Vancomycin is the standard treatment for invasive methicillin-resistant Staphylococcus aureus, or MRSA, infections, according to a 2007 article in Clinical Infectious Diseases. Other treatment options, as of 2007, include linezolid, daptomycin, tigecycline and quinupristin/dalfopristin.
Invasive staphylococcus infections began to show resistance to vancomycin, a glycopeptide in use for approximately 50 years, explains a 2008 article in Clinical Infectious Diseases. Invasive staphylococci have also been showing resistance to linezolid, although this is rare, and to daptomycin, which is additionally ineffective against pneumonia. Dalbavancin is a new glycopeptide, clinically proven effective and safe, as of 2008, in skin, soft-tissue and bloodstream infections. Invasive staphylococcus infections usually require treatment in the hospital, through intravenous injections.
Not every instance of staphylococcus is invasive. Non-invasive staphylococcus infections, such as on the skin, do not require antibiotic treatment, informs Mayo Clinic. If appropriate, a doctor may choose instead to use surgery to drain an invasive staphylococcal skin infection that has abscessed.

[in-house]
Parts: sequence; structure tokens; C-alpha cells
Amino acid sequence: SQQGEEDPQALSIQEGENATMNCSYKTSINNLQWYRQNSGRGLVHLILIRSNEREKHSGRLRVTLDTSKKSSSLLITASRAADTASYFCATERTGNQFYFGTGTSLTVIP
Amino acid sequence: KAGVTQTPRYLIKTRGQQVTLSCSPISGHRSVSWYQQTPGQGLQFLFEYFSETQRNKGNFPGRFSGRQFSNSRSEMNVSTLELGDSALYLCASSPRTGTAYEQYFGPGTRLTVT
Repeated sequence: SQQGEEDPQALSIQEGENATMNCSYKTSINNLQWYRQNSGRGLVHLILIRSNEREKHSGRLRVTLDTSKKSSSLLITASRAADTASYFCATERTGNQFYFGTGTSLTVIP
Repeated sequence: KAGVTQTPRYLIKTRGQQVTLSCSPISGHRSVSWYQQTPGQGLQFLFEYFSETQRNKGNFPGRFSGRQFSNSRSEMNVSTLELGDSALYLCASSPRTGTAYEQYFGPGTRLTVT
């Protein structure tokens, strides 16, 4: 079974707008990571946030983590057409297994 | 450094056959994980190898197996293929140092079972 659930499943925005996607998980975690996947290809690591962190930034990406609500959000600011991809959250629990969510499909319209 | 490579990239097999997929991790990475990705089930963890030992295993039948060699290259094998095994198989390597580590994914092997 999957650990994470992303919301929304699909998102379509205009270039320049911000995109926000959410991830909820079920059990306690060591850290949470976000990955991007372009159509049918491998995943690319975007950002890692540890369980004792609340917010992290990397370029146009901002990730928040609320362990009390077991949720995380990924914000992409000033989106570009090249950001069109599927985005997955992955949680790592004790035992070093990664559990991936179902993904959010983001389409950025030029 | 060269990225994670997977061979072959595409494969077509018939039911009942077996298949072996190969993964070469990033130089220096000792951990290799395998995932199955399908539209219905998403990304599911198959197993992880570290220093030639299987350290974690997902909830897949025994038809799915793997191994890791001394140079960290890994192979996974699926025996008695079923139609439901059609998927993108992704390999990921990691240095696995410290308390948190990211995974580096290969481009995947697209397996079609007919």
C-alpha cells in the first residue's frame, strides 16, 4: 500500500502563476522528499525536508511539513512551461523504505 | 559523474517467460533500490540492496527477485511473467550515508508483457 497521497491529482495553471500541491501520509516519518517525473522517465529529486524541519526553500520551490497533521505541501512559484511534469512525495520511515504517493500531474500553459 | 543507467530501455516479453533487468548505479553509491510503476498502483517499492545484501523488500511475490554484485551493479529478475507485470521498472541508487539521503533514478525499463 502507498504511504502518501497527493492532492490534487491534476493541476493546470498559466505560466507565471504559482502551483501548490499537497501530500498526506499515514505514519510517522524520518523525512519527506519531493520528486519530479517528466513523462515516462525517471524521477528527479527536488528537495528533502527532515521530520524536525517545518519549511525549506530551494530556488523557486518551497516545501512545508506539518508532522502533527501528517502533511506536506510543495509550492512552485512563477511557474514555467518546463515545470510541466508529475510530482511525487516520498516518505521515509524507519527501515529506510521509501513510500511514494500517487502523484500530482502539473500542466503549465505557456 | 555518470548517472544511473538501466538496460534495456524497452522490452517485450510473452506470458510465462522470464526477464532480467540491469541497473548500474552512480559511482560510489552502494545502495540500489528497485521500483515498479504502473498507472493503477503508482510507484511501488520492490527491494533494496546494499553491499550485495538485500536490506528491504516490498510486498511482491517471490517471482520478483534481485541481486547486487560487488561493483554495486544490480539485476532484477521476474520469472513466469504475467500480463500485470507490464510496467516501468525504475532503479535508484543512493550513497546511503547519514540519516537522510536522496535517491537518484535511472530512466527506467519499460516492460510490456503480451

Staphylococcus is common; approximately one out of every three people carries some strain of the bacteria, say the NHS and Mayo Clinic. A smaller segment of the population experiences the invasive, resistant strain. Generally, these are people who are immune-deficient; use medical equipment, such as catheters; or are in a hospital or nursing home setting.
Practicing good hand-washing hygiene, such as using soap and rubbing the hands under warm water for 15 seconds, cleaning and covering cuts, and not sharing towels, bed linens or razors may prevent staphylococcal infections. Staphylococcal infections may also arise from food -- usually meat -- infected with the bacteria. Safe food handling techniques, such as thoroughly cooking meat and keeping cold foods refrigerated, aid in preventing food poisoning from staphylococcal bacteria.